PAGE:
For this 40th blog post on the topic of self-isolation, I’d like to speak about local adventures. I feel the need to do this because I see people posting about their trips to someone two to three hours from live and work during a pandemic and I strongly believe that getting into a car to have an adventure far from home at this time is short-sighted and selfish.
Between running, cycling and hiking I have got to know more and more of the local routes. I have found that there are a lot of nice places to walk off of agricultural roads where you can avoid everyone. Today I was walking in the woods by a motorway and I found what I call the “corkscrew tree”.
Today during my hike I ranged further than usual. I went beyond my usual deflection and return point and kept on going and the reward for this was to see scenes and landscapes that I associate with thru-hiking imagery. i’m not thru-hiking. I am going around in circles and exploring every last trail and path, whether in the forests, along agricultural roads or the walkable space between fields. In some cases this includes fallow fields.
We don’t need to drive for hours to see nice landscapes and to feel that we are visiting a new place. We just need to look around and see a path we haven’t been down, and proceed along it. The landscape above could easily be taken by a thru-hiker, but it’s in Switzerland, just minutes from villages and towns.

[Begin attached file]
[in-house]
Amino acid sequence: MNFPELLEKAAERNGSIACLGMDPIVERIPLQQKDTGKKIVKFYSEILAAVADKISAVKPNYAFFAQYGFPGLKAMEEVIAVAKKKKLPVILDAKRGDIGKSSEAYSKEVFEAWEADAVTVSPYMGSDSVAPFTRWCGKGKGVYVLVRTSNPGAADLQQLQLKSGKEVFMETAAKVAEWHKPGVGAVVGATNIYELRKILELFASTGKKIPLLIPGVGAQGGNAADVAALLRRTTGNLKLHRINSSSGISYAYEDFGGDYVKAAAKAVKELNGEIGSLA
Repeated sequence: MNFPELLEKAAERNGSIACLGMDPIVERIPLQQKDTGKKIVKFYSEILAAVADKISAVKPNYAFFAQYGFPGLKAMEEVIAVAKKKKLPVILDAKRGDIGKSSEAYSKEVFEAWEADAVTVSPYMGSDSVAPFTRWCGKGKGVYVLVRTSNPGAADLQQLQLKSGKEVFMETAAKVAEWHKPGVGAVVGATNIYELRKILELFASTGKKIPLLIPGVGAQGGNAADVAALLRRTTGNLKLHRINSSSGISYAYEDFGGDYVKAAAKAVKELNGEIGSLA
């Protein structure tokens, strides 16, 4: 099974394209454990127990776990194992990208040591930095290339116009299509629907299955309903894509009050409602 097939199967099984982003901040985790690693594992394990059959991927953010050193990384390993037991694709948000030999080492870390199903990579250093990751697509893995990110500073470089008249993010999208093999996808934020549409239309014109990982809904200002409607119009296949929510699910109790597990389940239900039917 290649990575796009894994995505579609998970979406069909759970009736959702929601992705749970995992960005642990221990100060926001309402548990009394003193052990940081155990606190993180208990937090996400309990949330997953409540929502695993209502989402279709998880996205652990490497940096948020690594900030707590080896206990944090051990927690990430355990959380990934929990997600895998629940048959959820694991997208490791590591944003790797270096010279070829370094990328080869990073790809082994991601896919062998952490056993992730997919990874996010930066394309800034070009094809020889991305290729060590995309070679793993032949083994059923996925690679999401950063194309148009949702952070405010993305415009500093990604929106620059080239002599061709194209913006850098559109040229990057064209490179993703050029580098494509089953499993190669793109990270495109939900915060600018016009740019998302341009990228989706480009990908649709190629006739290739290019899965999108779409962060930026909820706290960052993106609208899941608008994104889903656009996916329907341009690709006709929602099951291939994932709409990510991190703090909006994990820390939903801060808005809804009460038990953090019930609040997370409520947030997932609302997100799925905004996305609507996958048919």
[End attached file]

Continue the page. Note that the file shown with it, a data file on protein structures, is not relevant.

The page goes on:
The pandemic is an opportunity to go back to the child-like habit of exploring every nook and cranny. By doing so we protect the environment by not using a car or public transport to get anywhere, and we get to find plenty of local gems.
While driving to and from Geneva I often pass by this field and see these cows. Today my walking route took me by the cows and they were close enough for me to take a picture or three. This is local, and yet it feels like I’m travelling to Scotland or the US.
One of my habits, when living in London or visiting big cities is to walk for hours, until I get exhausted, and to return by public transport. I’m applying the same habit to explore the local countryside. I had already explored plenty of the local roads before, but because of the pandemic, I am being encouraged to explore ever more meticulously. By the end of the pandemic, I could write a guidebook about hyperlocal walks.
Aside from coming across cows with very long horns being suckled by calves in a field bordering with France and a corkscrew tree on a trail in the woods I also saw what I think are baby or juvenile apples just starting to grow. As I walk some parts of the routes so many times in a row I see them sowing the seeds, fertilizing, spraying with insecticide and harvesting. I also see how the crops change over time. Today’s reward were juvenile apples.
My message is simple. During the pandemic, to avoid giving the virus an opportunity to leap between cantons, or from town to town, grab the opportunity to explore locally. You will be rewarded.